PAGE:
Full Text Available In order to evaluate the effect of chaotropic agents on proteoglycan and non-collagenous proteins, chicken xiphoid cartilage was treated with guanidine-HCI and MgCl2 in different concentrations (1M to 5M, and different periods of time (12, 24, 48 and 72hr. The maximum yield of uronic acid was obtained with 3M MgCl2 (73.3 per cent. Concentrations of 4M and 5M of MgCl2 showed that much less uronic acid was removed, 55.3 per cent and 38.1 respectively. Extraction with 3M MgCl2 and 3M guanidine-HCl resulted better efficiency when performed for 48 hr. Analysis by SDS-PAGE of the extracts obtained with guanidine-HCl and MgCl, in different concentrations pointed out that most components are equally removed with the two solvents, showing that the extraction with MgCl2 is an alternative assay to remove non-collagenous proteins from extracellular matrix.

  17. Decreased synthesis of extracellular matrix components by chondrocytes cultured in scorbutic guinea pig serum plus vitamin C

    Energy Technology Data Exchange (ETDEWEB)

    Oyamada, I.; Bird, T.A.; Peterkofsky, B.


    The authors have previously shown that cartilage collagen (col) and proteoglycan (PG) syntheses decreased coordinately in guinea pig (GP) receiving a vitamin C deficient (C-def) diet for more than 2 weeks. The defects were related to the fasting state induced during the 3rd and 4th weeks of scurvy, rather than to the role of ascorbate in proline (pro) hydroxylation. These results and the generalized effect on col synthesis suggested the involvement of humoral factors. Sera from normal (NGPS) and scorbutic (SGPS) GP supported growth of BALB 3T3 cells under conditions where EGF plus insulin (or IGF I) were required, for up to 2 weeks after initiation of the C-def diet. Thereafter activity was lost from SGPS. The ability of NGPS and 4-week-SGPS, both with added ascorbate, to maintain normal rates of col and PG syntheses in cultured chick embryo chondrocytes was measured by incorporation of (/sup 14/C)pro into collagenase digestible protein and (/sup 35/S)sulfate into PG. Although pro hydroxylation and col secretion were normal in cells cultured with SGPS for 2 days, col and PG synthetic rates were decreased to 40-50% of rates in cells cultured in NGPS, with no change in the types of col and PG synthesized. These results provide evidence that depletion of growth factors during the fasting stage of scurvy may cause decreased synthesis of extracellular matrix components.

  18. Respective roles of organic and mineral components of human cortical bone matrix in micromechanical behavior: an instrumented indentation study. (United States)

    Bala, Y; Depalle, B; Douillard, T; Meille, S; Clément, P; Follet, H; Chevalier, J; Boivin, G


    Bone is a multiscale composite material made of both a type I collagen matrix and a poorly crystalline apatite mineral phase. Due to remodeling activity, cortical bone is made of Bone Structural Units (BSUs) called osteons. Since osteon represents a fundamental level of structural hierarchy, it is important to investigate the relationship between mechanical behavior and tissue composition at this scale for a better understanding of the mechanisms of bone fragility. The aim of this study is to analyze the links between ultrastructural properties and the mechanical behavior of bone tissue at the scale of osteon. Iliac bone biopsies were taken from untreated postmenopausal osteoporotic women, embedded, sectioned and microradiographed to assess the degree of mineralization of bone (DMB). On each section, BSUs of known DMB were indented with relatively high load (~500 mN) to determine local elastic modulus (E), contact hardness (H(c)) and true hardness (H) of several bone lamellae. Crystallinity and collagen maturity were measured by Fourier Transform InfraRed Microspectroscopy (FTIRM) on the same BSUs. Inter-relationships between mechanical properties and ultrastructural components were analyzed using multiple regression analysis. This study showed that elastic deformation was only explained by DMB whereas plastic deformation was more correlated with collagen maturity. Contact hardness, reflecting both elastic and plastic behaviors, was correlated with both DMB and collagen maturity. No relationship was found between crystallinity and mechanical properties at the osteon level. Copyright © 2011 Elsevier Ltd. All rights reserved.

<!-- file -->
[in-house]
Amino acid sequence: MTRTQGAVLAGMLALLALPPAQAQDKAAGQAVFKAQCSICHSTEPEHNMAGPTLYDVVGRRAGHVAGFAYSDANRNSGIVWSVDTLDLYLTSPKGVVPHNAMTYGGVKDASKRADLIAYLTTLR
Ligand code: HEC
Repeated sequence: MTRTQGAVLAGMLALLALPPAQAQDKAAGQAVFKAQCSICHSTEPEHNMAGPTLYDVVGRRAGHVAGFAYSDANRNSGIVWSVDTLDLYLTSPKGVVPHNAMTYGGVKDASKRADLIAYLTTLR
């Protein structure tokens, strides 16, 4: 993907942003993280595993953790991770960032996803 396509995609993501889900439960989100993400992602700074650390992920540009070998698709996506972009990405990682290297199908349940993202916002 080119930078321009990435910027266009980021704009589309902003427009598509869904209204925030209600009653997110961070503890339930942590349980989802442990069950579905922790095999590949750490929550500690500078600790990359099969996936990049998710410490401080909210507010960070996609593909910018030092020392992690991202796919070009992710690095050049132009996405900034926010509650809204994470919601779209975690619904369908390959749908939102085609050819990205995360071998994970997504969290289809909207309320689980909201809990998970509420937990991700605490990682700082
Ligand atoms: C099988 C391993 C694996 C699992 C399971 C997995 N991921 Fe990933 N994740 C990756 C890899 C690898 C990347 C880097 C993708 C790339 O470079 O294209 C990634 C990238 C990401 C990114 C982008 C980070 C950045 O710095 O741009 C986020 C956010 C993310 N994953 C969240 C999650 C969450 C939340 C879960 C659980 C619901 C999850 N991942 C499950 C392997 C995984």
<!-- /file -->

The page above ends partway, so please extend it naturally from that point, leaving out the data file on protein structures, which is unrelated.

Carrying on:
19. Restoring the Duality between Principal Components of a Distance Matrix and Linear Combinations of Predictors, with Application to Studies of the Microbiome.

    Directory of Open Access Journals (Sweden)

    Glen A Satten

    Full Text Available Appreciation of the importance of the microbiome is increasing, as sequencing technology has made it possible to ascertain the microbial content of a variety of samples. Studies that sequence the 16S rRNA gene, ubiquitous in and nearly exclusive to bacteria, have proliferated in the medical literature. After sequences are binned into operational taxonomic units (OTUs or species, data from these studies are summarized in a data matrix with the observed counts from each OTU for each sample. Analysis often reduces these data further to a matrix of pairwise distances or dissimilarities; plotting the first two or three principal components (PCs of this distance matrix often reveals meaningful groupings in the data. However, once the distance matrix is calculated, it is no longer clear which OTUs or species are important to the observed clustering; further, the PCs are hard to interpret and cannot be calculated for subsequent observations. We show how to construct approximate decompositions of the data matrix that pair PCs with linear combinations of OTU or species frequencies, and show how these decompositions can be used to construct biplots, select important OTUs and partition the variability in the data matrix into contributions corresponding to PCs of an arbitrary distance or dissimilarity matrix. To illustrate our approach, we conduct an analysis of the bacteria found in 45 smokeless tobacco samples.